In yet another move to silence opposition, Egyptian state prosecutors ordered the arrest of a popular satirist on Saturday — also known as the Egyptian Jon Stewart — for allegedly insulting Islam and the country’s president, Mohammad Morsi. It seems that each move Morsi makes these days results in the same type of suppression that the country had seen during Mubarak’s regime.
Bassem Yousseff, the star of his own Daily Show-styled weekly program, El Bernameg, has become the central platform for parodying the government and clerics, as well as fact-checking politicians. He rose to fame following the uprising that led to Mubarak being ousted from his position, initially through an online show which later became broadcast on Egyptian TV.
The comedian is accused of many things, including undermining the standing of President Morsi and corrupting Egypt’s youth. The prosecutor general issued his arrest warrant after at least four Morsi supporters had filed a legal complaint against him.
He isn’t the only one facing an arrest warrant, however. Five other prominent pro-democracy activists also faced the same fate as Yousseff earlier this week by the country’s top prosecutor. The opposition is calling this a growing campaign against dissent.
This also is not Yousseff’s first lawsuit. While his show has gained a large viewership, it has also faced backlash as satirists often do, and has been a target of lawsuits in the past. Most of them have been brought by Islamist lawyers who have accused him of violating "religious principles" and mocking religious beliefs.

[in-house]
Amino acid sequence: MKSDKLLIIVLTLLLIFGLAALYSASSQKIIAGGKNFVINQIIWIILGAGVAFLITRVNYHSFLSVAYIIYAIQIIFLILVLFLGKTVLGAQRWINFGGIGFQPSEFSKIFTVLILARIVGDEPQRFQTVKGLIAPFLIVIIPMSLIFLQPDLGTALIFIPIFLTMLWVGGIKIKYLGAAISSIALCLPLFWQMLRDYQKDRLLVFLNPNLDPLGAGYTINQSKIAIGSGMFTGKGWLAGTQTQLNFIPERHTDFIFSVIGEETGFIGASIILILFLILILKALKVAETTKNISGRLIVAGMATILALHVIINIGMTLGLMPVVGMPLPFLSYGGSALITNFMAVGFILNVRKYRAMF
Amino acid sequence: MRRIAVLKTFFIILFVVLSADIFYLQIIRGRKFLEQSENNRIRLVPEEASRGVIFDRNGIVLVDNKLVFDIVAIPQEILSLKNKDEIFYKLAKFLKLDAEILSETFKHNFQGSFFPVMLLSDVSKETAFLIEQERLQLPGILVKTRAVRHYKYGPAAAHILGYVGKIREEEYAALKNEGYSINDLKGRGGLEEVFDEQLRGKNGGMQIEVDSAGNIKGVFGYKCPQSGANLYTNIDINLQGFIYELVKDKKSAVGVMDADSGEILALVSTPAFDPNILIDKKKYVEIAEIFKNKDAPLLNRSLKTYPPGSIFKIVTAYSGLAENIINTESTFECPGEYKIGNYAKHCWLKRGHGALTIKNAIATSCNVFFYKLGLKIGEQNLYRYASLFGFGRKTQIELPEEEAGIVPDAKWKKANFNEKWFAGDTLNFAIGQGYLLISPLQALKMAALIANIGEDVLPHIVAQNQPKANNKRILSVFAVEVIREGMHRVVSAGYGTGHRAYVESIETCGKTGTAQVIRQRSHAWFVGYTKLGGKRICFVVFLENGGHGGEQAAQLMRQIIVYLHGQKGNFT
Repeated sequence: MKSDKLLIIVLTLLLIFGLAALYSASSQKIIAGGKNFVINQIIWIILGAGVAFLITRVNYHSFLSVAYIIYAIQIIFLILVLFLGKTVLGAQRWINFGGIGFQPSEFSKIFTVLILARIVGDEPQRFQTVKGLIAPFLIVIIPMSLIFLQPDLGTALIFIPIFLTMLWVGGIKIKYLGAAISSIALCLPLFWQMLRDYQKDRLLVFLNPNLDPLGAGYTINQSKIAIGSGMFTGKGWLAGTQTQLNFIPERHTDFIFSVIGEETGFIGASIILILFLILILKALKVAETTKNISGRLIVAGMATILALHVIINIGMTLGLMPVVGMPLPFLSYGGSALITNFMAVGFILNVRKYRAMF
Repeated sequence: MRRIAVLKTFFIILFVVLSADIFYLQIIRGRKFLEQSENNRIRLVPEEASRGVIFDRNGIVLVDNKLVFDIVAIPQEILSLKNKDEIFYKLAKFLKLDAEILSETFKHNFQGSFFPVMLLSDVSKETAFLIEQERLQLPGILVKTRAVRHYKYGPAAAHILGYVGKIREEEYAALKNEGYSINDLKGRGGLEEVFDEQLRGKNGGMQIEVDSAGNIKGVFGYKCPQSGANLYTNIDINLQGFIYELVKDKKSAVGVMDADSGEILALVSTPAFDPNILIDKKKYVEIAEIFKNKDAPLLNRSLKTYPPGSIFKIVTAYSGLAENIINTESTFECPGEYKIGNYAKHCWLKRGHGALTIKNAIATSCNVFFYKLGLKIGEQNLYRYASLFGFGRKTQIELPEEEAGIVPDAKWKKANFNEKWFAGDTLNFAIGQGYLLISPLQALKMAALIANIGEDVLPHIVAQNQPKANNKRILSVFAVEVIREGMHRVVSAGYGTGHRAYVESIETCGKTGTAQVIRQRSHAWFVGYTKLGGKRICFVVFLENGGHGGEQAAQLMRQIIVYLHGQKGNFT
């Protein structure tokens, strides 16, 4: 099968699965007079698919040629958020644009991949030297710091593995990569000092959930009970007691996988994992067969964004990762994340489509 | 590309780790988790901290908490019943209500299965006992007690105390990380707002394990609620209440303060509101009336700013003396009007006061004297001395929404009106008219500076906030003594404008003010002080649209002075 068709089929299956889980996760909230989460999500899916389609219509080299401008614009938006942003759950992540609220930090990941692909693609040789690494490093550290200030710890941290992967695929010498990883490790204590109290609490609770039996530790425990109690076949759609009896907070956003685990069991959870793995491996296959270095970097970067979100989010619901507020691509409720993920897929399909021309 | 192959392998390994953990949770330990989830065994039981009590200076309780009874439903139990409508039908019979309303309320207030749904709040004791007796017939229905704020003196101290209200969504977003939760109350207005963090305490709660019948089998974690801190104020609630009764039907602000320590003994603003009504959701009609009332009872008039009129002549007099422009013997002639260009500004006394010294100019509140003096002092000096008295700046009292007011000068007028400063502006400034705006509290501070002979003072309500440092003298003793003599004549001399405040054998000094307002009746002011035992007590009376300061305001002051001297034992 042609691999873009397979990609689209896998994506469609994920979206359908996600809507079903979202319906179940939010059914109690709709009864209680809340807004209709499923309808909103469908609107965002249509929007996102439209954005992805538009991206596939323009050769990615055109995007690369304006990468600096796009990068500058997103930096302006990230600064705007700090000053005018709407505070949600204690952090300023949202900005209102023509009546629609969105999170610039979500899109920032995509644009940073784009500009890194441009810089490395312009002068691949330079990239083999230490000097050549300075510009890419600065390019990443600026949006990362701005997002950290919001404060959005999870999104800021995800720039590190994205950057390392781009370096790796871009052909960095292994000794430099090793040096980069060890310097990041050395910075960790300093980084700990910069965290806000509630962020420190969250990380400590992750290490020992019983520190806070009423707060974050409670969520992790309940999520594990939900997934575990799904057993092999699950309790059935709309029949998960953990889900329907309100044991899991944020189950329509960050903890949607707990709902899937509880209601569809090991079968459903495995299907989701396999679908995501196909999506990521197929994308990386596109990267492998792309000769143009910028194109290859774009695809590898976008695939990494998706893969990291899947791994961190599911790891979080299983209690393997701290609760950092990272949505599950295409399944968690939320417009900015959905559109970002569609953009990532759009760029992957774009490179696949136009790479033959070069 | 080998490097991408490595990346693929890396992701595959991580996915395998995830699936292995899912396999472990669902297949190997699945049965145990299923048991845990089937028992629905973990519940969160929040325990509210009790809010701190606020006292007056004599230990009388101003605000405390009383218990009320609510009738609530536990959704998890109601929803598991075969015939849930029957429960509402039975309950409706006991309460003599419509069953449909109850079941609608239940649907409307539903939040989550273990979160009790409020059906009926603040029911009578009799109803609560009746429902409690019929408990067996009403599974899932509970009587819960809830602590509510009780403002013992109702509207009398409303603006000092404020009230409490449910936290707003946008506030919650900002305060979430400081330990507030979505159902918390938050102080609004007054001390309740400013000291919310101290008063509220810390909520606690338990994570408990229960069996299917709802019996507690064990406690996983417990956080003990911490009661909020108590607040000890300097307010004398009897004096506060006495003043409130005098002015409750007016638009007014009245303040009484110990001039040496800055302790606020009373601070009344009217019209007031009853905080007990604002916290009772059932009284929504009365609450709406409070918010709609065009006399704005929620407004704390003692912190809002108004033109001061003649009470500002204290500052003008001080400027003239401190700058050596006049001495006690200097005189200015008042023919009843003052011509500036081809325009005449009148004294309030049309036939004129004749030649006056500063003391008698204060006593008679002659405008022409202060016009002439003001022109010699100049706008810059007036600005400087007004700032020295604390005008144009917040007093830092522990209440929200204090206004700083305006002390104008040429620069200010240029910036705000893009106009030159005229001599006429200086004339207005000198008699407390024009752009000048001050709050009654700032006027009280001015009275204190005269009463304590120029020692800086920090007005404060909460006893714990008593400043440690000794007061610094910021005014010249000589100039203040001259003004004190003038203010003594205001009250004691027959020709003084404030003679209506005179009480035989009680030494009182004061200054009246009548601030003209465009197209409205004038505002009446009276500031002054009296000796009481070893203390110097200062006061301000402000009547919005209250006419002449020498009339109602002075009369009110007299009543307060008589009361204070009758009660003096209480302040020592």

According to Prosecutor Mohammed el-Sayed Khalifa, he has heard 28 plaintiffs accuse Yousseff of insulting Islam and "belittling" Morsi in the eyes of his people. However, according to his attorney, Gamal Eid, this is the first time an arrest has been issued for the comedian. Yousseff even handed himself into the prosecutor’s office beforehand in order to avoid an arrest, tweeting with his typical sarcasm that he’d go on his own "Unless they kindly send a police van today and save me the transportation hassle."
His attorney, Eid, says that "the prosecution has become a tool to go after the regime's opposition and intimidate it."
Egypt’s leading pro-democracy advocate and opposition leader, El Baradei, also took to his Twitter to express his thoughts, saying that "pathetic efforts to smother dissent and intimidate media is [sic] a sign of a shaky regime and a bunker mentality."
What Morsi doesn’t realize, however, is that by smothering dissent, he won’t find peace or stability in the nation. Rather, he will see the demonstrations in the country grow even larger. Removing opposition will not better the country’s downward-spiraling situation, but instead will force it to go from bad to worse. Suppression isn’t the answer — compromise is. Unless Morsi realizes that in the near future, it is likely he may find himself in exile, much like his predecessor Mubarak.